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The Faroe Islands

Located in the north-east Atlantic, half-way between Scotland and Iceland, the Faroe Islands are an archipelago of 18 islands, covering a total land area of 1,399 square kilometres, a sea area of 274,000 square kilometres and has a population of approximately 48,000. The native language, Faroese, derives from Old Norse, which was the language of the Norsemen who settled the Faroe Islands some 1200 years ago.

The Faroe Islands

The mountainous landscape of the Faroe Islands was shaped by volcanic activity 50-60 million years ago. The original plateau, consisting of alternating layers of hard lava (basalt) and thinner soft ash (tuff), has been restructured by the glaciers of the ice age, which has eroded the landscape into an archipelago characterised by steep cliffs, tall mountains, deep valleys and narrow fjords.

stream

In spite of its subarctic location at 62°N, the Faroe Islands has a mild climate as a consequence of activity of the Gulf Stream. The islands reside on the doorstep of a powerful climate conveyor belt that sends vast amounts of warm surface water to the north-east and a stream of cold Arctic water in the opposite direction. During the warmest months there are mild summer days with an average temperature of 13°C while the average temperature in the winter period is 3°C.

Although the variations in temperature are moderate, the Faroese weather is known for being unpredictable. The characteristic of a weather that is frequently changing makes the Faroese climate unique, and tourists are often fascinated to experience all four seasons in one day. The rugged landscape, the extensive birdlife and the sheep population, which outnumbers humans, make sure that visitors as well as residents always feel close to raw nature.

 

Society
While 17 islands are inhabited around 40 % of the population live in the capital, Tórshavn. The Faroe Islands have the high fertility rate of 2.490, as of 2013.

Although sparsely populated, the Faroe Islands have a highly advanced domestic infrastructure in transportation and digital networks. Paved roads connect all inhabited villages, and 17 land tunnels connect the populated areas. Two underwater tunnels in addition to three bridges and seven ferry lines connect the various islands. Telecommunications and high-speed internet across the whole country also provide an excellent base for maintaining the economic, social and cultural viability of scattered communities.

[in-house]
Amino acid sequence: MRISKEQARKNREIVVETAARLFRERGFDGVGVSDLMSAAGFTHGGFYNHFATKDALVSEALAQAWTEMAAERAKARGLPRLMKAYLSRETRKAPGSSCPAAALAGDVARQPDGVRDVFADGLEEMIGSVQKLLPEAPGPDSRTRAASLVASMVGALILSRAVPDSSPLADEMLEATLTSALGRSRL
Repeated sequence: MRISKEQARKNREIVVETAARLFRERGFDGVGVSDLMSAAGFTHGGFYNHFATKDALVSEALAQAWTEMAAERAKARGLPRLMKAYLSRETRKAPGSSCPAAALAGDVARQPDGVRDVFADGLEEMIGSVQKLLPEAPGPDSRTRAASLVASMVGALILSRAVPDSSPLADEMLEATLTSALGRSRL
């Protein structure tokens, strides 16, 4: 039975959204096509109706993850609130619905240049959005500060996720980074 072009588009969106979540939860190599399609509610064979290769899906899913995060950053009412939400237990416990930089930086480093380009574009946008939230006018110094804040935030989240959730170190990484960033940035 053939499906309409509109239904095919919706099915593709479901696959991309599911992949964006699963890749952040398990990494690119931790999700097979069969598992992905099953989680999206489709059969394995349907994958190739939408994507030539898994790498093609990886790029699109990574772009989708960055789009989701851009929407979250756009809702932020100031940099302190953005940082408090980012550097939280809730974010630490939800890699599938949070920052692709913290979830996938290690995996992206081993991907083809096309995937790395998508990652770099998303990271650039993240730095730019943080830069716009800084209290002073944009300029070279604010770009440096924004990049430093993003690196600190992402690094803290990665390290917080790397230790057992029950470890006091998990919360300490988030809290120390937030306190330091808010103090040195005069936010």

Faroese children

The Faroese society is founded on the Scandinavian welfare model. Citizens and temporary residents are entitled to a range of publically financed services such as social security, healthcare and primary and secondary schooling as well as higher education.


Government
The Faroe Islands are an autonomous, self-governing nation under the external sovereignty of the Kingdom of Denmark. Its political system is a variation of the Scandinavian type of parliamentarian democracy, with its own democratically elected legislative assembly, the Løgting, and an executive government headed by the løgmaður (Prime Minister). The Faroese court system is under the jurisdiction of the High courts in Denmark. The Løgting, one of the oldest parliaments in the world, consists of 33 elected members serving for a period of four years by popular vote as a single constituency. Additionally, every four years two Faroese representatives are elected to the Danish Parliament in Copenhagen.

The Faroes Islands have an exclusive right to legislate and govern independently in a wide range of areas, including the conservation and management of living marine resources within the 200-mile fisheries zone, protection of the environment, sub-surface resources, trade, fiscal and industrial relations, energy, transport, communications, social security, culture, and education and research.

A treaty with Denmark, enacted in legislation, gives the Faroese government autonomy in most foreign relations. Although Denmark is a member state of the European Union, the Faroes have chosen to remain outside of the Union. Accordingly, the Faroe Islands negotiate their own trade and fisheries agreements with the EU and other countries and unions. The Faroe Islands also  participate actively in a range of international fisheries management treaties and organisations.